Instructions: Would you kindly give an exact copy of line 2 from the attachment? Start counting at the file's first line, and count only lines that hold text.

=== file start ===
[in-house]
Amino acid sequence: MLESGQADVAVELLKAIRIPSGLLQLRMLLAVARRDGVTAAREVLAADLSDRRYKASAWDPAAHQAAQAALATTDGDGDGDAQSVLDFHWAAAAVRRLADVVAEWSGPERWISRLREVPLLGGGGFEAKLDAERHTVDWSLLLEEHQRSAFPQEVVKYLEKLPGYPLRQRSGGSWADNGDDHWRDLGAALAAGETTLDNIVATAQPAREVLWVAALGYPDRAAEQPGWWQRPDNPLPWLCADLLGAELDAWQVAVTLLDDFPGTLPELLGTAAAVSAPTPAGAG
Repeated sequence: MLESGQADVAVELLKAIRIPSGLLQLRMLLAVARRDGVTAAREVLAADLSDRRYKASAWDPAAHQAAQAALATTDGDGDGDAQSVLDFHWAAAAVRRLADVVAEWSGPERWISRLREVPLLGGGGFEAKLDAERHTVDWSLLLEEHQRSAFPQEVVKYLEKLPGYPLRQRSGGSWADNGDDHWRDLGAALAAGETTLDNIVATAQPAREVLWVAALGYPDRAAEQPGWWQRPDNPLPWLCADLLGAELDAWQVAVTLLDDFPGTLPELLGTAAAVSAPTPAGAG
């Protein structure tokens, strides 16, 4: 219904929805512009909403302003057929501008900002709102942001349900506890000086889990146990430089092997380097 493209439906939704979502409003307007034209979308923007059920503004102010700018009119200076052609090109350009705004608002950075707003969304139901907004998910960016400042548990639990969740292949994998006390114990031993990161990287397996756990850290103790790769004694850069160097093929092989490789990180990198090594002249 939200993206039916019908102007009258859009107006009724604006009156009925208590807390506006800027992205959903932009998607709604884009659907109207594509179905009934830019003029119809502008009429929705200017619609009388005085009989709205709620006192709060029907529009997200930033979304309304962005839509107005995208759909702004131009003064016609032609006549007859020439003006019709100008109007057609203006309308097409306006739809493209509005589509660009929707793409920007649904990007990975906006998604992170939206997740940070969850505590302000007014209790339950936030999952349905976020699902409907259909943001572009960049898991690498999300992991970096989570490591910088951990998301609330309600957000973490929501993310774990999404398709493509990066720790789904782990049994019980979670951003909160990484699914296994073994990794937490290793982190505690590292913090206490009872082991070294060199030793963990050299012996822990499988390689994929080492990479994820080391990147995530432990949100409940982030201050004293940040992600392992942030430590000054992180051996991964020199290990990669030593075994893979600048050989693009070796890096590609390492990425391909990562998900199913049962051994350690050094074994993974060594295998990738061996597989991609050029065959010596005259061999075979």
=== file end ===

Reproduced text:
Amino acid sequence: MLESGQADVAVELLKAIRIPSGLLQLRMLLAVARRDGVTAAREVLAADLSDRRYKASAWDPAAHQAAQAALATTDGDGDGDAQSVLDFHWAAAAVRRLADVVAEWSGPERWISRLREVPLLGGGGFEAKLDAERHTVDWSLLLEEHQRSAFPQEVVKYLEKLPGYPLRQRSGGSWADNGDDHWRDLGAALAAGETTLDNIVATAQPAREVLWVAALGYPDRAAEQPGWWQRPDNPLPWLCADLLGAELDAWQVAVTLLDDFPGTLPELLGTAAAVSAPTPAGAG